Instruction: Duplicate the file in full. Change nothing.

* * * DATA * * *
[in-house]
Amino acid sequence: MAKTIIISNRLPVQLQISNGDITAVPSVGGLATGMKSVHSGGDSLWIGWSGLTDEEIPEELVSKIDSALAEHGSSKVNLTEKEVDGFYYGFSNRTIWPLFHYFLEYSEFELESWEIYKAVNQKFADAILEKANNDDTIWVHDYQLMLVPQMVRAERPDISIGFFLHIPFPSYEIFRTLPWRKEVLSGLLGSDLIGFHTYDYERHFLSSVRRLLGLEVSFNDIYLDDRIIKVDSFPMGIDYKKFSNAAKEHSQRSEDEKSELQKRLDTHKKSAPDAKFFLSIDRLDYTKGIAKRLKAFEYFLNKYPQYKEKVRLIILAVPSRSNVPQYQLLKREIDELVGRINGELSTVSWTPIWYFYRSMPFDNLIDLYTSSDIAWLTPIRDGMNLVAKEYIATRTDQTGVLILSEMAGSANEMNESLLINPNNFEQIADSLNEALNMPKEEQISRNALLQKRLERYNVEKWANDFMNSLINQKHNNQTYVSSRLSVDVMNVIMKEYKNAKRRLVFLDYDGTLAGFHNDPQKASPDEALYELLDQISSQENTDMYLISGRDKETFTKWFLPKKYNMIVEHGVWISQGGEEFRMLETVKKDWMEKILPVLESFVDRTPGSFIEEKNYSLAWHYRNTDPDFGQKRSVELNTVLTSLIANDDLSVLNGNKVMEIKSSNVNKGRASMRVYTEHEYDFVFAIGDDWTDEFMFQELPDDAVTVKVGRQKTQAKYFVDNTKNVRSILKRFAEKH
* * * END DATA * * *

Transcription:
[in-house]
Amino acid sequence: MAKTIIISNRLPVQLQISNGDITAVPSVGGLATGMKSVHSGGDSLWIGWSGLTDEEIPEELVSKIDSALAEHGSSKVNLTEKEVDGFYYGFSNRTIWPLFHYFLEYSEFELESWEIYKAVNQKFADAILEKANNDDTIWVHDYQLMLVPQMVRAERPDISIGFFLHIPFPSYEIFRTLPWRKEVLSGLLGSDLIGFHTYDYERHFLSSVRRLLGLEVSFNDIYLDDRIIKVDSFPMGIDYKKFSNAAKEHSQRSEDEKSELQKRLDTHKKSAPDAKFFLSIDRLDYTKGIAKRLKAFEYFLNKYPQYKEKVRLIILAVPSRSNVPQYQLLKREIDELVGRINGELSTVSWTPIWYFYRSMPFDNLIDLYTSSDIAWLTPIRDGMNLVAKEYIATRTDQTGVLILSEMAGSANEMNESLLINPNNFEQIADSLNEALNMPKEEQISRNALLQKRLERYNVEKWANDFMNSLINQKHNNQTYVSSRLSVDVMNVIMKEYKNAKRRLVFLDYDGTLAGFHNDPQKASPDEALYELLDQISSQENTDMYLISGRDKETFTKWFLPKKYNMIVEHGVWISQGGEEFRMLETVKKDWMEKILPVLESFVDRTPGSFIEEKNYSLAWHYRNTDPDFGQKRSVELNTVLTSLIANDDLSVLNGNKVMEIKSSNVNKGRASMRVYTEHEYDFVFAIGDDWTDEFMFQELPDDAVTVKVGRQKTQAKYFVDNTKNVRSILKRFAEKH